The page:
Compaction of soils is a procedure in which a soil sustains mechanical stress and is densified. Soil consists of solid particles and voids filled with water or/and air. A more detailed explanation of the three-phase nature of soils is provided in Soil as a three-phase System. When subjected to stress, soil particles are redistributed within the soil mass and the void volume decreases resulting in densification. The mechanical stress may be applied by kneading, or via dynamic or static methods. The degree of compaction is quantified by measuring the change of the soil’s dry unit weight, γd.
Within the framework of engineering applications, compaction is particularly useful as it results in:
Those factors are crucial in structures and engineering applications such as earth dams, embankments, support of pavements, or support of foundations.
The degree of the compaction depends on the soil properties, the type and amount of energy provided by the compaction process and the soil’s water content. For every soil, there is an optimum amount of moisture for which it can experience its maximum compression. In other words, for a given compactive effort, a soil is reaching its maximum dry unit weight (γd,max), at an optimum water content level (wopt).
The compressibility of a relatively dry soil increases as water is added to it. That is, for water content levels dry of optimum (w
Figure 1: Effect of water content on the dry unit weight during compaction of a soil
Figure 2: Effect of water content on soil a) strength, and b) hydraulic conductivity
The most common laboratory test for soil compaction is the Proctor compaction test.
The Proctor test was invented in the 1930s by R. R. Proctor, a field engineer for the Bureau of Waterworks and Supply, in Los Angeles, California. The process, which simulates the in-situ compaction processes typically performed during construction of earth dams or embankments, is the most common laboratory test conducted to derive the compressibility of soils.
The type of compaction and the provided energy for a given soil volume are standard and, thus, the test focuses on the change of a sample’s moisture content to derive the optimum water content (wopt).
The standard Proctor test includes a 0.95-liter volume cylindrical mold in which the soil mass is placed and compacted in 3 layers. Each layer is compressed by dropping 25 times a 2,5 kg weight falling from an elevation of 30 centimeters.
A modified version of the test was introduced after World War II, in the 1950’s, when heavy machinery could result in higher compaction. In the new approach, the cylindrical mold remains the same, however, the drop weight is increased to 4,5kg and the dropping height to 45 centimeters. In addition, the soil is compacted in 5 layers with 25 blows per layer.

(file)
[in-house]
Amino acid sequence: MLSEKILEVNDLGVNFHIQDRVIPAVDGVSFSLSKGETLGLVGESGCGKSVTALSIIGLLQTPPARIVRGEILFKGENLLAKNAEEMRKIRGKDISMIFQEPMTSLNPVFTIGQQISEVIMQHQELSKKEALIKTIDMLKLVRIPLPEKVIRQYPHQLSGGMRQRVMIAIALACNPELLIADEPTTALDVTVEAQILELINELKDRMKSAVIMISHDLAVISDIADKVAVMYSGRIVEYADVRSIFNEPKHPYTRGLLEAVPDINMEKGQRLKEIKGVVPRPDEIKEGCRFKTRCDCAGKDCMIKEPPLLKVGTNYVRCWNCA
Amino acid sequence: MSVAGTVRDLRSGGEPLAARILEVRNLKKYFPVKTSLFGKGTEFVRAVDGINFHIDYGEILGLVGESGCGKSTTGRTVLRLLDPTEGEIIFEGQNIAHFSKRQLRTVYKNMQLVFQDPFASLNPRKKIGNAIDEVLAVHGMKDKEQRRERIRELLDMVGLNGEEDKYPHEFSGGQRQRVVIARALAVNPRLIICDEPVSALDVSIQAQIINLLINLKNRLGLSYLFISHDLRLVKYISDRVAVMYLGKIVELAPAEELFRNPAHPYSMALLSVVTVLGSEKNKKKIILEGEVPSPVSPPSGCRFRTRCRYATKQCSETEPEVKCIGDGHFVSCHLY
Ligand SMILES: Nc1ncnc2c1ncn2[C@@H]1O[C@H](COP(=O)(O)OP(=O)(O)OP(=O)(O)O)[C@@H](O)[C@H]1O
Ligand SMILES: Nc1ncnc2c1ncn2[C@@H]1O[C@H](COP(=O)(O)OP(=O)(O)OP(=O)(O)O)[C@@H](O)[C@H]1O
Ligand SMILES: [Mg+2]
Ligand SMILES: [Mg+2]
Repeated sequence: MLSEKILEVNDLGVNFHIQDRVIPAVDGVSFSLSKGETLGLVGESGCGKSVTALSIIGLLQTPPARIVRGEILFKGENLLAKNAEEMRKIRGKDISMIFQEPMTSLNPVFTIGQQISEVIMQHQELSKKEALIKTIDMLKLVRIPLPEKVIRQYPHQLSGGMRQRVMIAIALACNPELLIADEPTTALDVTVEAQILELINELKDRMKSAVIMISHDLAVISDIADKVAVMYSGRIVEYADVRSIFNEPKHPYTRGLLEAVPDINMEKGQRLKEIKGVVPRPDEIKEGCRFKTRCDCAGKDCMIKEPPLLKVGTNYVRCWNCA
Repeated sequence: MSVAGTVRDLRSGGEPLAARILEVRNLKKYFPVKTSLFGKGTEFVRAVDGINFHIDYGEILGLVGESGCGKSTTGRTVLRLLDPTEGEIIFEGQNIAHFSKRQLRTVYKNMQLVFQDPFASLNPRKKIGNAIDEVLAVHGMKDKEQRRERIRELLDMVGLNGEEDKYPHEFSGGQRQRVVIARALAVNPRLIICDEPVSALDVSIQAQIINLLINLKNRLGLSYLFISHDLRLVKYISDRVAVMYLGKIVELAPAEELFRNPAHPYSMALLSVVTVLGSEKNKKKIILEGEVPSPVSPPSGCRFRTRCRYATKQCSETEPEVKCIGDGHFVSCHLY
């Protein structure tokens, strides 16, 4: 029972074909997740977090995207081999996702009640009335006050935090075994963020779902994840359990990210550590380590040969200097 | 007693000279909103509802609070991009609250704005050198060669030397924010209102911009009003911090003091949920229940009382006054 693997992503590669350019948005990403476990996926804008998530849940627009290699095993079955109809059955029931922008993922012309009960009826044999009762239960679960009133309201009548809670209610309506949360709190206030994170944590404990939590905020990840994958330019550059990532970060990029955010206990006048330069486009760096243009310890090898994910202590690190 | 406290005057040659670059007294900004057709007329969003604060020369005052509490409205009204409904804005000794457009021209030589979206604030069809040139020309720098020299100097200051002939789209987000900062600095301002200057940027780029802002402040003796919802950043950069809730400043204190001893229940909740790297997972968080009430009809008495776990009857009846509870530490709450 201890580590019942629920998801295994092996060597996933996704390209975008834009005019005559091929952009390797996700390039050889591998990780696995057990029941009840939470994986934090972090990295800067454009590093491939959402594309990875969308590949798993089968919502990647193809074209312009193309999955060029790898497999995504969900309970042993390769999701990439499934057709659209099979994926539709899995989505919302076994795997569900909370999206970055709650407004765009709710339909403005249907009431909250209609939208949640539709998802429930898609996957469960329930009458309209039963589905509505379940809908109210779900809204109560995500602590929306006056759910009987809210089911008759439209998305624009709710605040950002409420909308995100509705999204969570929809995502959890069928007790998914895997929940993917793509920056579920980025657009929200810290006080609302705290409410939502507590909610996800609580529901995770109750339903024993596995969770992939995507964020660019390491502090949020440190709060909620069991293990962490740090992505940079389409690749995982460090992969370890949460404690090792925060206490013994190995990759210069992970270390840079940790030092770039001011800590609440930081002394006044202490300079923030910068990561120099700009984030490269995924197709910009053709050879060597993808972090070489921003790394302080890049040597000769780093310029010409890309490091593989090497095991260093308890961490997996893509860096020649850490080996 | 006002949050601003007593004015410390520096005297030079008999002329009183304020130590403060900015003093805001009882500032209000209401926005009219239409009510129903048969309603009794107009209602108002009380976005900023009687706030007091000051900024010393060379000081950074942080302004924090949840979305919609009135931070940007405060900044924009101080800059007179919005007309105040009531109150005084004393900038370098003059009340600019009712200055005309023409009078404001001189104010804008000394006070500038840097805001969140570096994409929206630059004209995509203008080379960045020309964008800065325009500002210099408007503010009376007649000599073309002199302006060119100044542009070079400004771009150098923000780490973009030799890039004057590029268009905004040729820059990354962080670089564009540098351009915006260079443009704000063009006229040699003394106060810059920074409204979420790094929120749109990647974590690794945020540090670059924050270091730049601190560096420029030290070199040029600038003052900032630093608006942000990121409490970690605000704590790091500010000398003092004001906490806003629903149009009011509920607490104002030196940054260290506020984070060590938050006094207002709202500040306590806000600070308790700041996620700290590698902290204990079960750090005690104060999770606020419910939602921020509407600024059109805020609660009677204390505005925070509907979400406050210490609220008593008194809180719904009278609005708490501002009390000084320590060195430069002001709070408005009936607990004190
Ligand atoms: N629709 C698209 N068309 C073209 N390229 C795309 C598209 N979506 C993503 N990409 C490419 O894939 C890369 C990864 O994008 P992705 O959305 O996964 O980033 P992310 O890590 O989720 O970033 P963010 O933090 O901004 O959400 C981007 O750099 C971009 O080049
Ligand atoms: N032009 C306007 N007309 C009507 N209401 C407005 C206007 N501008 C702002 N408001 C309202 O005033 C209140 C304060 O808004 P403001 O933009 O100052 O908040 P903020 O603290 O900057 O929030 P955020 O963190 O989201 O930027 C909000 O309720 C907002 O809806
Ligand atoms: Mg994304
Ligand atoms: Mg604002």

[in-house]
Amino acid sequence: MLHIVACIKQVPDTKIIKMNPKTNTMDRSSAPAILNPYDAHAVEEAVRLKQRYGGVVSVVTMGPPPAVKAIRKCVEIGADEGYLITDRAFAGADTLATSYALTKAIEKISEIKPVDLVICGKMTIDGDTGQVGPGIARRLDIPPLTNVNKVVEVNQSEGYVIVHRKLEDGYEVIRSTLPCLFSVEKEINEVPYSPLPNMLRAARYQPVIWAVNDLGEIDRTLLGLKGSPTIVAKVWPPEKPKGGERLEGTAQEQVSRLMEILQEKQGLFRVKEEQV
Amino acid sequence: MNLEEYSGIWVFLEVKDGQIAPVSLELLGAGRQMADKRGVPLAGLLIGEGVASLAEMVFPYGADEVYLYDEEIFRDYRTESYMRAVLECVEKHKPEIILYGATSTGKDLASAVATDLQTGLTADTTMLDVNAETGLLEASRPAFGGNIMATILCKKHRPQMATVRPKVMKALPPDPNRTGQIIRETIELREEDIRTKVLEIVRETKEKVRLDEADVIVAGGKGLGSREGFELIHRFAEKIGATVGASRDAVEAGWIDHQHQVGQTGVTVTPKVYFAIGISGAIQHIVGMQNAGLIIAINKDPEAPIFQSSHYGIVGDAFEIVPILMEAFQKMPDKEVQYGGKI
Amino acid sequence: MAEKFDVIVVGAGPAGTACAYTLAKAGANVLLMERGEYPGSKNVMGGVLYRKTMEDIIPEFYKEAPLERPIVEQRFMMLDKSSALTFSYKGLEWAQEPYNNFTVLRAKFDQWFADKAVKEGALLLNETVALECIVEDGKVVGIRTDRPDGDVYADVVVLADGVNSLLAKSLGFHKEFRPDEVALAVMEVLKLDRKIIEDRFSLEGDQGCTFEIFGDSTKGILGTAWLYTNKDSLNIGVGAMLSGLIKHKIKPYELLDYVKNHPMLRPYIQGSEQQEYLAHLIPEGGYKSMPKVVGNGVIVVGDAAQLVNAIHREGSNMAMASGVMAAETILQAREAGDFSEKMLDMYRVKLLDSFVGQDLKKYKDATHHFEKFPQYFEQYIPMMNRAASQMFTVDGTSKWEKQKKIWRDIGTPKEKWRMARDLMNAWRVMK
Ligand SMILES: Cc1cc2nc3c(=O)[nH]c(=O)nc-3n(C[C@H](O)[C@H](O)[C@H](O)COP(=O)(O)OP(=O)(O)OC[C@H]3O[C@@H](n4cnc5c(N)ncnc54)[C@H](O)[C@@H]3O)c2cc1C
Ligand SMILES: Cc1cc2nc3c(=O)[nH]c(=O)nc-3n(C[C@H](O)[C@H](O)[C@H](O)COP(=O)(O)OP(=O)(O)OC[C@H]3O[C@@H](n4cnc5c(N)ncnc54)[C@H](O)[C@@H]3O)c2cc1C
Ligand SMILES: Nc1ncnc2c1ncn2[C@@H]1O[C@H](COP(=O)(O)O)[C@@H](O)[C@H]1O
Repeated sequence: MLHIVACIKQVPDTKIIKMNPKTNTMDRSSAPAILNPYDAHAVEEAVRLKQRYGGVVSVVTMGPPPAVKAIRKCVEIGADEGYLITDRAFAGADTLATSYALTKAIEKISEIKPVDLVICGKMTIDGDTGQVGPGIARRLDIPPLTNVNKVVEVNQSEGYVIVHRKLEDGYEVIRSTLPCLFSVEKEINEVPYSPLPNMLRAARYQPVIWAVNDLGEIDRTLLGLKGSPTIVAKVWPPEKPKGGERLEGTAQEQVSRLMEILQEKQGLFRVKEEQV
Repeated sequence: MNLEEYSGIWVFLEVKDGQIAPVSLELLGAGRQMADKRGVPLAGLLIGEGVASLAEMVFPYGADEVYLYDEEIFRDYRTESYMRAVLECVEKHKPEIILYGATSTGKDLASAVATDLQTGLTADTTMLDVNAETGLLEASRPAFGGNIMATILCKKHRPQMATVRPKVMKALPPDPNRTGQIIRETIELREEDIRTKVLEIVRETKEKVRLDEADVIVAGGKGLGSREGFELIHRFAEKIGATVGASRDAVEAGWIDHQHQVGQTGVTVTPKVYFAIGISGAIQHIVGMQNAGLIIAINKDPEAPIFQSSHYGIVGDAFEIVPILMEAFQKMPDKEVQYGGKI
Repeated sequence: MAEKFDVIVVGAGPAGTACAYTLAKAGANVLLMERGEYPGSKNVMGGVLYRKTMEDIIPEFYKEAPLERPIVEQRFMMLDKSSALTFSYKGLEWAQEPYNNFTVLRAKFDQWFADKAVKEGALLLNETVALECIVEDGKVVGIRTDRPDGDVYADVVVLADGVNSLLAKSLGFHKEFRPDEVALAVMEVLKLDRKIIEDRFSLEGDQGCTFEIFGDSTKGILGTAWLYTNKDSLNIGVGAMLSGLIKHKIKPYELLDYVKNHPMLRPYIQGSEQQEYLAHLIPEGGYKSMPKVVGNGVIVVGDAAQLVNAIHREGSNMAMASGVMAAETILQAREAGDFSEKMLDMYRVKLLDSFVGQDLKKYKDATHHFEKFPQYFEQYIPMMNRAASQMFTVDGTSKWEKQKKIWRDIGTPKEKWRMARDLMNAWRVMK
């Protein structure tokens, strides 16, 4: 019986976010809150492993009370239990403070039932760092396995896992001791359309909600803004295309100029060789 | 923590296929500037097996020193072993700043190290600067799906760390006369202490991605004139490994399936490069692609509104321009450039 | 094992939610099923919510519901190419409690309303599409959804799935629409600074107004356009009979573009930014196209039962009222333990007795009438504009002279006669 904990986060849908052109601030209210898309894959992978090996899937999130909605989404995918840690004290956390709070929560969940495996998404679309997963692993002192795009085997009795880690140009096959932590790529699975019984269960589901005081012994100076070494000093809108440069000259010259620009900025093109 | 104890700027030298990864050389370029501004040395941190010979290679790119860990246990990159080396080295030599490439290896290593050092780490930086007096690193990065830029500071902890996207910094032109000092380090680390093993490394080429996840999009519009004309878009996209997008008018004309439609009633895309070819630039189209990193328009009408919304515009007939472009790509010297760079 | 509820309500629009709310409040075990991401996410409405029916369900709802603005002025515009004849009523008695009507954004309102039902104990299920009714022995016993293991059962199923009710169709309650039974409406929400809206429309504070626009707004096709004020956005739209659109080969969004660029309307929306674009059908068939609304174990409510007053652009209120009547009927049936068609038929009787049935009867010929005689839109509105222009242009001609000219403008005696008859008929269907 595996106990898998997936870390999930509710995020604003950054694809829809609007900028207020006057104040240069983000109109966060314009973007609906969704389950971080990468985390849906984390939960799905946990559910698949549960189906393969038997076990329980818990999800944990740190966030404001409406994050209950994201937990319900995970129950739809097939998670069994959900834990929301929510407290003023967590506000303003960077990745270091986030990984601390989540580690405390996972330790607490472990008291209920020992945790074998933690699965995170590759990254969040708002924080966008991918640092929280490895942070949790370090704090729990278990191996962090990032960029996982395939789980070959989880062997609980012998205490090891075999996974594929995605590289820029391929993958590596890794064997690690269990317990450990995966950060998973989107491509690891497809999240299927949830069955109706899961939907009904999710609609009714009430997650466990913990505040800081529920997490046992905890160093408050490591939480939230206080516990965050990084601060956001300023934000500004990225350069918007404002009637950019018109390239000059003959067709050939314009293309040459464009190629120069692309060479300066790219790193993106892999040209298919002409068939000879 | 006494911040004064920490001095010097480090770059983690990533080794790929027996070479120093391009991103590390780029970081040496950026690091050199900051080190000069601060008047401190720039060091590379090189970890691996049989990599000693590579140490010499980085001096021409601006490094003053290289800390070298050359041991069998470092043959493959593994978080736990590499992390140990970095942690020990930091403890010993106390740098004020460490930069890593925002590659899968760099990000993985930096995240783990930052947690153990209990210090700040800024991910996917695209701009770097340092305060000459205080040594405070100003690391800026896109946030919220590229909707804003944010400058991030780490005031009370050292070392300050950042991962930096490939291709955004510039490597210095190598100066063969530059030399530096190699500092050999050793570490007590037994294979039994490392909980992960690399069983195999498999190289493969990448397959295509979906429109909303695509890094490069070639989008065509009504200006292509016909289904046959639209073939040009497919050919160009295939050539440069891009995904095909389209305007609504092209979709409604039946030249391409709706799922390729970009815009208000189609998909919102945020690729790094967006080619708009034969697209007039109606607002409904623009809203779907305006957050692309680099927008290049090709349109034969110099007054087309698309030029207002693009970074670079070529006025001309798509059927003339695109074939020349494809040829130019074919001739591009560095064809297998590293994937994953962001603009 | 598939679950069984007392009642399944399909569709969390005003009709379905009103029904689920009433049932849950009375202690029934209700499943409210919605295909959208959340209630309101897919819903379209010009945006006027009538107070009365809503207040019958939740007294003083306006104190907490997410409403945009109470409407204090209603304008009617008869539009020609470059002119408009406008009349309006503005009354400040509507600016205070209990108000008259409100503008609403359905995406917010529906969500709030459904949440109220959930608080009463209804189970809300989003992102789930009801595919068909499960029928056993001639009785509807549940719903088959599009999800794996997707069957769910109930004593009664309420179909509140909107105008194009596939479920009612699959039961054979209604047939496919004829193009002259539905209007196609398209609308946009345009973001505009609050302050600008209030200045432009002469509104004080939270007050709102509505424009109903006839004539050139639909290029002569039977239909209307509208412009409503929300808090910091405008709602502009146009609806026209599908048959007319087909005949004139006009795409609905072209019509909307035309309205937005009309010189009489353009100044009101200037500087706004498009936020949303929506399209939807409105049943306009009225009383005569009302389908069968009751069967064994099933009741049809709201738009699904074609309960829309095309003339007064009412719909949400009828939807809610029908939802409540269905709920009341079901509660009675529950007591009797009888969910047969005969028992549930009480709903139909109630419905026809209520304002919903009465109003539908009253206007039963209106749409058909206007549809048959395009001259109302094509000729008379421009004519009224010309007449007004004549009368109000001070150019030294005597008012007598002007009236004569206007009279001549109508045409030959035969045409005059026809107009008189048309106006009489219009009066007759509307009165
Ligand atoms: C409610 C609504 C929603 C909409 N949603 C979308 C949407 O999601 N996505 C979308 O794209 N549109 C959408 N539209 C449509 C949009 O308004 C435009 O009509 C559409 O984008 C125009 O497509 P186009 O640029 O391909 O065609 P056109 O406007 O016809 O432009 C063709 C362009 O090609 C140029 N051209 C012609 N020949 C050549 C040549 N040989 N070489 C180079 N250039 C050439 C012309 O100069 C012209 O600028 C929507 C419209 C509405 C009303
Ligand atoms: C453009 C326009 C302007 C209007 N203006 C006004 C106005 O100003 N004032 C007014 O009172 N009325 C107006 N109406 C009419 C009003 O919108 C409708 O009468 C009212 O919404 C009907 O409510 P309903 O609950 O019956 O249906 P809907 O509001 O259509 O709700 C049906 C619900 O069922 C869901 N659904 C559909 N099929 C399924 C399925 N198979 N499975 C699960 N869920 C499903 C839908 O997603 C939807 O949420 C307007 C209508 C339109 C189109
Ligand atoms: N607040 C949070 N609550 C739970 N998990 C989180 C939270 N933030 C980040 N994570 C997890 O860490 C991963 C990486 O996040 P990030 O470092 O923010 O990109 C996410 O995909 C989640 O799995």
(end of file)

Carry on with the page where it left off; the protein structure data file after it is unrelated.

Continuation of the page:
The test is conducted for 5 moisture contents to obtain the optimum water content (wopt), for which the value of the dry unit weight is maximum (γd,max).
The equipment utilized to conduct the test includes:
Typical cylindrical compaction molds and rammers are shown in Figure 3.
Figure 3: Proctor molds and rammers (ASTM/AASHTO) by Controls Group (for more information, click here)
The procedure of the Proctor Compaction Test consists of the following steps:
First, the compaction water content (w) of the soil sample is calculated using the average of the three measurements obtained (top, middle and bottom part of the soil mass).
Subsequently, the dry unit weight (γd) is calculated as follows:
where: W = the weight of the mold and the soil mass (kg)
Wm = the weight of the mold (kg)
w = the water content of the soil (%)
V = the volume of the mold (m3, typically 0.033m3)
This procedure should be repeated for 4 more times, given that the selected water contents will be both lower and higher from the optimum. Ideally, the selected points should be well distributed with 1-2 of them close to the optimum moisture content.
The derived dry unit weights along with the corresponding water contents are plotted in a diagram along with the zero-voids curve, a line showing the dry unit weight correlation with the water content assuming that the soil is 100% saturated. No matter how much energy is provided to the sample, it is impossible to compact it beyond this curve. The zero-voids curve is calculated as follows:
where: GS = the specific gravity of soil particles (typically, GS~2.70)
γW = the saturated unit weight of the soil (kN/m3)
Typical curves derived from the Standard and Modified Proctor tests, as well as the zero air voids curve are presented in Figure 4.
Figure 4: Typical curves derived by the Standard and Modified Proctor tests. The zero air voids curve is also shown
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